The Senate formally adjourned for its August recess on Thursday without a second pandemic relief package. And with Congress now on break until after Labor Day, ALA officials are urging library supporters to keep the pressure on their Senators to strike a deal—and to ensure that deal includes support for the Library Stabilization Fund Act (LSFA), a bill that would earmark $2 billion for public libraries.
Introduced on July 2 by Rhode Island Democratic Senator Jack Reed and Michigan Democratic Congressman Andy Levin, the LSFA would authorize a minimum of $10 million in library funding going to each state based on population. At press time, the Senate version of the bill had 17 co-sponsors—all of them Democrats.
According to a report this week in the New York Times, Republicans and White House negotiators remain at odds with Democrats over direct support for the states—despite estimates that state budgets face a cumulative budget gap of at least $555 billion through the 2022 fiscal year, and economists warning that the “long-term financial damage” arising from the pandemic could exceed the Great Recession of 2007.
“At a time when budgets of local governments have been decimated, America can’t afford to dismiss a national infrastructure of 117,000 libraries nimble enough to offer relief and advance recovery," said American Library Association President Julius C. Jefferson Jr., in a recent statement, adding that the LSFA represents “the comprehensive federal response needed to keep our nation’s libraries safely in operation.”
The ALA website is currently offering resources for library supporters wishing to contact their senators and representatives to urge them to support the LSFA. Additional resources—including a one-page explainer on LSFA, sample social media posts, and a sample letter for state and local library associations and boards of trustees—are also available on the ALA site.
The August recess had been seen as a self-imposed deadline to strike a second coronavirus relief package. And with lawmakers leaving Washington this week without a deal, the pressure is now on. Business is not scheduled to resume in Washington until after Labor Day, and the parties remain at least $1 trillion apart, after the House passed its $3.4 trillion package, the HEROES Act, back in May.
The HEROES Act includes more than $900 billion for state and municipal aid, as well as $2 billion for hotspots and digital devices for library patrons and students. In public comments, however, President Trump has taken a partisan approach to the House bill, insisting he would not sign off on aid to bail out “poorly run” states.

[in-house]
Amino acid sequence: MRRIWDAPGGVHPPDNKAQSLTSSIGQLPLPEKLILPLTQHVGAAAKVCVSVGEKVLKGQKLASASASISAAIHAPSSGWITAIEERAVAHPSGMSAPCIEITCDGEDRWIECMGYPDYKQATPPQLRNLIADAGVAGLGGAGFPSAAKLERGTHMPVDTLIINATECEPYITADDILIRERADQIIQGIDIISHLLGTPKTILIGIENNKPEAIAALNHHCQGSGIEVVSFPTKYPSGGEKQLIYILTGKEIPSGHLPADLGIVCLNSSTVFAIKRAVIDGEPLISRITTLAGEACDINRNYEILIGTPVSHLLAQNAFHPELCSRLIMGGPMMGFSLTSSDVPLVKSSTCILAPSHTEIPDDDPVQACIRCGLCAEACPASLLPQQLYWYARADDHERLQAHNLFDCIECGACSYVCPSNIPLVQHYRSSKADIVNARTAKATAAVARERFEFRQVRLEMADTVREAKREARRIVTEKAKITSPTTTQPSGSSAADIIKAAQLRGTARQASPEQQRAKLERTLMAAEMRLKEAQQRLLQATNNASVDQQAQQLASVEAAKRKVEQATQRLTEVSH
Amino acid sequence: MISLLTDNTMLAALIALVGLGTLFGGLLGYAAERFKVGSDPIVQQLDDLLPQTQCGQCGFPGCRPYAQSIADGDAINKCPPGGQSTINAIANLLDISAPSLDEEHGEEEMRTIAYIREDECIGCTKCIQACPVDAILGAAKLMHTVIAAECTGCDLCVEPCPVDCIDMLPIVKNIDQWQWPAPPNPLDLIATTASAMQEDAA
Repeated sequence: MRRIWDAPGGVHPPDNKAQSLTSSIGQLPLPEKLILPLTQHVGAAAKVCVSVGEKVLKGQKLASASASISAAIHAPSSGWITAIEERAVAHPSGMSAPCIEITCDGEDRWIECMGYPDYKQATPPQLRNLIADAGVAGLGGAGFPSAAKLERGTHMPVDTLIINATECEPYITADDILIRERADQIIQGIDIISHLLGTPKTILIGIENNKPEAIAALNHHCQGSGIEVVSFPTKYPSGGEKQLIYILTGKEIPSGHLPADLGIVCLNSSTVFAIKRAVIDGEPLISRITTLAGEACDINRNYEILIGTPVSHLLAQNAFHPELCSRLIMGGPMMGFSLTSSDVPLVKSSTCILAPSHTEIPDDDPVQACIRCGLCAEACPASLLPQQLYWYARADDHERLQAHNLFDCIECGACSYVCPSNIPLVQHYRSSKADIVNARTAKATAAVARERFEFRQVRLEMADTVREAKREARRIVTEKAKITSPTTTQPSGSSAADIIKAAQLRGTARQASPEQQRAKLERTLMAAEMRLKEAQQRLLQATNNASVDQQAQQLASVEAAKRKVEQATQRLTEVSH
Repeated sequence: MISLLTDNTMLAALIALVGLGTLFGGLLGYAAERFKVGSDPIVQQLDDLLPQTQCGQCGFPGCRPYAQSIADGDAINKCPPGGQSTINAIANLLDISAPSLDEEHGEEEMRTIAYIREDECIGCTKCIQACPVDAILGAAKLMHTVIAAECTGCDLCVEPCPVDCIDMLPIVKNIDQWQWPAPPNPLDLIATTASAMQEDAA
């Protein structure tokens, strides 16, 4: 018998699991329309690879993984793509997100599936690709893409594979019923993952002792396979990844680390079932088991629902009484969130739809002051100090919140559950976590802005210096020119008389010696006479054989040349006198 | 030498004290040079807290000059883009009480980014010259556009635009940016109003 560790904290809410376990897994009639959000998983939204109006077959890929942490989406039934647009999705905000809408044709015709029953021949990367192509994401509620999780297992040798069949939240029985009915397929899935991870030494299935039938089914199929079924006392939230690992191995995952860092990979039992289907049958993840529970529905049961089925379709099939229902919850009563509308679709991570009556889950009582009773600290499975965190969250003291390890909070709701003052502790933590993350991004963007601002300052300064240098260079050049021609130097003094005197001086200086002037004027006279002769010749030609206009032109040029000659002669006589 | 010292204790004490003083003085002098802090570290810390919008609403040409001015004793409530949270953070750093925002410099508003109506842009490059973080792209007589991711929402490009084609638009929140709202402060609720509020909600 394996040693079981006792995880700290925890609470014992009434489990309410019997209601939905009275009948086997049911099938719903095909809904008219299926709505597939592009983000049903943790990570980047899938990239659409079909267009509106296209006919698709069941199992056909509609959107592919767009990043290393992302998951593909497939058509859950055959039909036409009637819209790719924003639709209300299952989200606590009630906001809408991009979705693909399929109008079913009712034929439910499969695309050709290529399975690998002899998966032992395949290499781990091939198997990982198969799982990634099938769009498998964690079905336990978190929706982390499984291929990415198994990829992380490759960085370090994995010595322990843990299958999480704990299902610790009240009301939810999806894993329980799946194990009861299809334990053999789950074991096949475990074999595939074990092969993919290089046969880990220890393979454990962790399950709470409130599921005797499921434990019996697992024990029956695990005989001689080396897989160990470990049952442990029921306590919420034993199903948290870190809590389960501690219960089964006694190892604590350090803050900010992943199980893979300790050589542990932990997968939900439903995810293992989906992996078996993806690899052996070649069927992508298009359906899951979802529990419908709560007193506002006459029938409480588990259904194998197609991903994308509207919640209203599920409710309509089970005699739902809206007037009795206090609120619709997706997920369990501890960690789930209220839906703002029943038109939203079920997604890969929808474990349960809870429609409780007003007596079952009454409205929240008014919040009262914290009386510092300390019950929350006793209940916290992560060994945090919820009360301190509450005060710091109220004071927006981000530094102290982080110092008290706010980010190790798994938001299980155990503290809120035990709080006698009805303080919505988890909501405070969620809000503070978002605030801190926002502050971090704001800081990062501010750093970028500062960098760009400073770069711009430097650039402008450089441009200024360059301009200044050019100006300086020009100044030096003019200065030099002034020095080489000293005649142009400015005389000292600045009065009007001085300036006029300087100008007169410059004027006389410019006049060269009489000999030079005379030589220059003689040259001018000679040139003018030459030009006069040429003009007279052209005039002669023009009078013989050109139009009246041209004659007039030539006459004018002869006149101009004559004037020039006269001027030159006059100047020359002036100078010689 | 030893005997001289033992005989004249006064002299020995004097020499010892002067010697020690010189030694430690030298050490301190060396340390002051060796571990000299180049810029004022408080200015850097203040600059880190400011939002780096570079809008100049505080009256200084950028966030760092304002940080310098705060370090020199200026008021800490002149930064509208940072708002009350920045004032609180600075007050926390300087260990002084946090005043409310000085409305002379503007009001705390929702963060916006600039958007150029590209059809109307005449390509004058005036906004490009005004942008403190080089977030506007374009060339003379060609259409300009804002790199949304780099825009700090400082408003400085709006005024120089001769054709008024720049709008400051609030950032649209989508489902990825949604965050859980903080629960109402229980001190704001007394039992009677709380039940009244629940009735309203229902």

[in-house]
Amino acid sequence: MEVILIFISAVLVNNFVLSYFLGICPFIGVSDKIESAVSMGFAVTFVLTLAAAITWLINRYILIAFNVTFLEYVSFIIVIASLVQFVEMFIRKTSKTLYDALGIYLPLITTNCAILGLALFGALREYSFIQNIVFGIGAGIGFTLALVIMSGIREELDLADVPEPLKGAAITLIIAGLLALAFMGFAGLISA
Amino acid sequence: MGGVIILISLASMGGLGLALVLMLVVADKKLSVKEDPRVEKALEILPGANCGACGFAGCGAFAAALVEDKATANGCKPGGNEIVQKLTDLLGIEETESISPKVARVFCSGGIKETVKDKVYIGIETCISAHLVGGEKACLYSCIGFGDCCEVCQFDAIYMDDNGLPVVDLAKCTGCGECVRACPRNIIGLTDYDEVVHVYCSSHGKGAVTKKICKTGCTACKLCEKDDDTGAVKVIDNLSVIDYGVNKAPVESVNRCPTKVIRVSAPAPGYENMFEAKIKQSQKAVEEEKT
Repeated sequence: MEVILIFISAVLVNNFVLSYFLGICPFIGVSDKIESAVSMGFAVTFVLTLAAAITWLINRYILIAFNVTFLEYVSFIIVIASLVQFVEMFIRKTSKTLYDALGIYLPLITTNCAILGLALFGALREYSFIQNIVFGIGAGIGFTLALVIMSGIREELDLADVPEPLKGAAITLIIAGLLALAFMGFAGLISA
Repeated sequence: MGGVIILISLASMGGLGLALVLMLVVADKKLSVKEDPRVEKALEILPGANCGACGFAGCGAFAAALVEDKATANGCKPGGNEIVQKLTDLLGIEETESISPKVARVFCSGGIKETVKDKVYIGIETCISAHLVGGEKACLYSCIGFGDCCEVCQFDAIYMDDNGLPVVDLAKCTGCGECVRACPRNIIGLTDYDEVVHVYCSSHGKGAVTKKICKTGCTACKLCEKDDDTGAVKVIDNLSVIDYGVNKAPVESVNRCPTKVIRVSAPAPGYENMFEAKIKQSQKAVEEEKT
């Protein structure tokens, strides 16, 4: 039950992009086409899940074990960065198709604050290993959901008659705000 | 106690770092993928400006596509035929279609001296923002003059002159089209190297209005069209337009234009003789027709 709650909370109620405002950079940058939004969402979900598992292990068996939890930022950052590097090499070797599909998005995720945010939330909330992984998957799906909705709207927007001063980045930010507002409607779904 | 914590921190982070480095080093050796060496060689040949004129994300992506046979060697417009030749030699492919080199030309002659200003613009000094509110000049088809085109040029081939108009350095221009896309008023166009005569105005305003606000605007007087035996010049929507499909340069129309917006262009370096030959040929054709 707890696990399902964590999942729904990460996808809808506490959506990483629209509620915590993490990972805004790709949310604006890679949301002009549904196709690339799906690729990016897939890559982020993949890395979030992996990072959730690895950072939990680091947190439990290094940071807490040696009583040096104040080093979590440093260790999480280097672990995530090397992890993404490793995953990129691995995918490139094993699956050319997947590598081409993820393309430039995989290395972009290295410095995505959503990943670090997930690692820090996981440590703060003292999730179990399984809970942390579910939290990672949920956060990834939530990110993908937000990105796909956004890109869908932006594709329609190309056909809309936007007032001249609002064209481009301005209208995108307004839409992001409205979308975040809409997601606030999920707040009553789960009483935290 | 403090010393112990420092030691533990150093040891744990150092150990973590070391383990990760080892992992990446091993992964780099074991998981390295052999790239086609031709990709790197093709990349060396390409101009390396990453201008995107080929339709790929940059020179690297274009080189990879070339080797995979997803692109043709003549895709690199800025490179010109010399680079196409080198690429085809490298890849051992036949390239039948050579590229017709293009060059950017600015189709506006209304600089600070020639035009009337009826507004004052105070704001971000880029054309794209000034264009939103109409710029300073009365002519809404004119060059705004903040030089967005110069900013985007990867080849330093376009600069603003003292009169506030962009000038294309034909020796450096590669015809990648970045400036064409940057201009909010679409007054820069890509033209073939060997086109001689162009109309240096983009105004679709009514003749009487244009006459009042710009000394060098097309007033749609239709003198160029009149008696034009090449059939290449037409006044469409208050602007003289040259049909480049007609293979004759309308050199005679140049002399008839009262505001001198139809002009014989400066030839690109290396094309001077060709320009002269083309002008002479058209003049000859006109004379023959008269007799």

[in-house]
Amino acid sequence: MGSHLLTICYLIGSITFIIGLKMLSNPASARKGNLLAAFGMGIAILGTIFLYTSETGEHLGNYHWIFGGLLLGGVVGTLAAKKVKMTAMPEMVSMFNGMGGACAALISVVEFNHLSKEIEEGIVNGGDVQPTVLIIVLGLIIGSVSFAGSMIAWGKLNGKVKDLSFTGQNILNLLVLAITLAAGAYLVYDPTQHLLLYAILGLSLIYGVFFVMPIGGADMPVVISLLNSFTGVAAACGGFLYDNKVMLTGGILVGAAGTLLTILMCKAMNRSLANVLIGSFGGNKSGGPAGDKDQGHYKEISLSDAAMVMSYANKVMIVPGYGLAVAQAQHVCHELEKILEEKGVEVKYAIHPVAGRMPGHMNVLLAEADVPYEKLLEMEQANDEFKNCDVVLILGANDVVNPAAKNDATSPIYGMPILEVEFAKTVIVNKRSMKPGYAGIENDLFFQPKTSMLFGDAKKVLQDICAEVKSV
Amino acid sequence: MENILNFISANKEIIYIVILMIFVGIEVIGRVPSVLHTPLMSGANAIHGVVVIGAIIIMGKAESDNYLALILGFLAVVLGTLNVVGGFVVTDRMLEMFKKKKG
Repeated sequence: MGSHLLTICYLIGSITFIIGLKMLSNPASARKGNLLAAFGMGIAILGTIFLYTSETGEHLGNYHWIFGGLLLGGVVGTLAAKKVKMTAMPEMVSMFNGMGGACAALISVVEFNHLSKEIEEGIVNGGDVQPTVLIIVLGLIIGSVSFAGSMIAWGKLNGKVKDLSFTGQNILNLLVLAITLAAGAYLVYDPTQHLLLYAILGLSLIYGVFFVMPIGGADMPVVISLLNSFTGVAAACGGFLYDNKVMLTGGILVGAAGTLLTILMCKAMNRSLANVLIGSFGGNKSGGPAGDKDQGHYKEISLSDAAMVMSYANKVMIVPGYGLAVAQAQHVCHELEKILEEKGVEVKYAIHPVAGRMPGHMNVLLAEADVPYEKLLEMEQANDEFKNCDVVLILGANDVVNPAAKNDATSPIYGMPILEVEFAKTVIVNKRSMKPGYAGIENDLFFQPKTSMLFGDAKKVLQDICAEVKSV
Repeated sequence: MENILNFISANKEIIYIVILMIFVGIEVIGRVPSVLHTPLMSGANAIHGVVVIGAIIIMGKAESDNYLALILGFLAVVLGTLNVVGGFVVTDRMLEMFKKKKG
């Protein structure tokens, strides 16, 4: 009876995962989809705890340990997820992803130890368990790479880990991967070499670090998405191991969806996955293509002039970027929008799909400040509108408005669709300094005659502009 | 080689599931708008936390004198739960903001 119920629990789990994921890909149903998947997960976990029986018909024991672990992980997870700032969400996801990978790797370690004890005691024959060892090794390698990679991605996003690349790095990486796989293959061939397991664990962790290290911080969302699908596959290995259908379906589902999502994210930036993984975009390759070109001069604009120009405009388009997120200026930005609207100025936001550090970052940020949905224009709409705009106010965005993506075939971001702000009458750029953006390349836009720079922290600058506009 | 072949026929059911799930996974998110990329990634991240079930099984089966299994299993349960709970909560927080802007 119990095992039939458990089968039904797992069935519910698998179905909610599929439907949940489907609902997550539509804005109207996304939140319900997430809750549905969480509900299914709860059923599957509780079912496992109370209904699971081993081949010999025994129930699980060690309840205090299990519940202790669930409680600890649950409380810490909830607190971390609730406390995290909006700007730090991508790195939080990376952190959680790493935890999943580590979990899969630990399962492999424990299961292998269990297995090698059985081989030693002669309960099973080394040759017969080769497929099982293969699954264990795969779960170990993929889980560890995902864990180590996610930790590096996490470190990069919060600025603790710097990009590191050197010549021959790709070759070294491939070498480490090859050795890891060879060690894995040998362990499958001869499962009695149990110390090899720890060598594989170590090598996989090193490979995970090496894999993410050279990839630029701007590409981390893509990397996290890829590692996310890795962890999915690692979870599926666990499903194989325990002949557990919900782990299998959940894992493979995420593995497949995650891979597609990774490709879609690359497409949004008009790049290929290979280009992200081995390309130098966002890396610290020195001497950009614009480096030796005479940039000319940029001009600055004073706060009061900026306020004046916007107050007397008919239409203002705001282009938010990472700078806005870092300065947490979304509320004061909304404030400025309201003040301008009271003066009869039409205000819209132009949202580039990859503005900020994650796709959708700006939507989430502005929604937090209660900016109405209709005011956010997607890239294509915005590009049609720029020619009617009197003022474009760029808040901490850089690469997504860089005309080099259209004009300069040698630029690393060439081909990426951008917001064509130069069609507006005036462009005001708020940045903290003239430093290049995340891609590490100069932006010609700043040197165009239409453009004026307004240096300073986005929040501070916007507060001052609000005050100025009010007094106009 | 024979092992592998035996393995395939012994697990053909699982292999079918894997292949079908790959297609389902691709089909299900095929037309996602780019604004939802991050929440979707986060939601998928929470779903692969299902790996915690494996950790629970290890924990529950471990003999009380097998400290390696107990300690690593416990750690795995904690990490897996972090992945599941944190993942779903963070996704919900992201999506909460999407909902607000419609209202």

In an interview with PW earlier this spring, sociologist Eric Klinenberg, author of the acclaimed 2018 book Palaces for the People: How Social Infrastructure Can Help Fight Inequality, Polarization, and the Decline of Civic Life, warned that such an impasse was likely on the horizon.
“Let’s be clear, when you hear there is a debate in Congress about whether to ‘bail out’ states and cities, that is a debate about whether your local library stays open, or closes," Klinenberg told PW. "That’s about whether the park system stays open or closes. It’s about schools and teachers. And American voters are going to need to connect the dots, or we could soon find ourselves without many of the institutions that keep us stable.”
Meanwhile ALA is also supporting a slate of other more digital-focused bills that would benefit libraries, including the Accelerating Connected Care and Education Support Services on the Internet Act (ACCESS the Internet Act) a bipartisan bill introduced last week by Senators Joe Manchin (D-WV) and John Cornyn (R-TX). Among its provisions, the $2 billion legislation would include a two-year, $200 million hotspot pilot program for libraries, to be administered by the Institute of Museum and Library Services.
In a statement to PW, Kathi Kromer, ALA's Associate Executive Director for Public Policy and Advocacy, stressed the importance of the LSFA, which would directly support librarians.
"While ALA supports solutions to the digital gap that include libraries, we also know that access to broadband depends on the thousands of library staff who deliver service," Kromer said. "The LSFA would bridge the nation’s widening digital gap with support for the libraries—and library workers—who deliver the service.”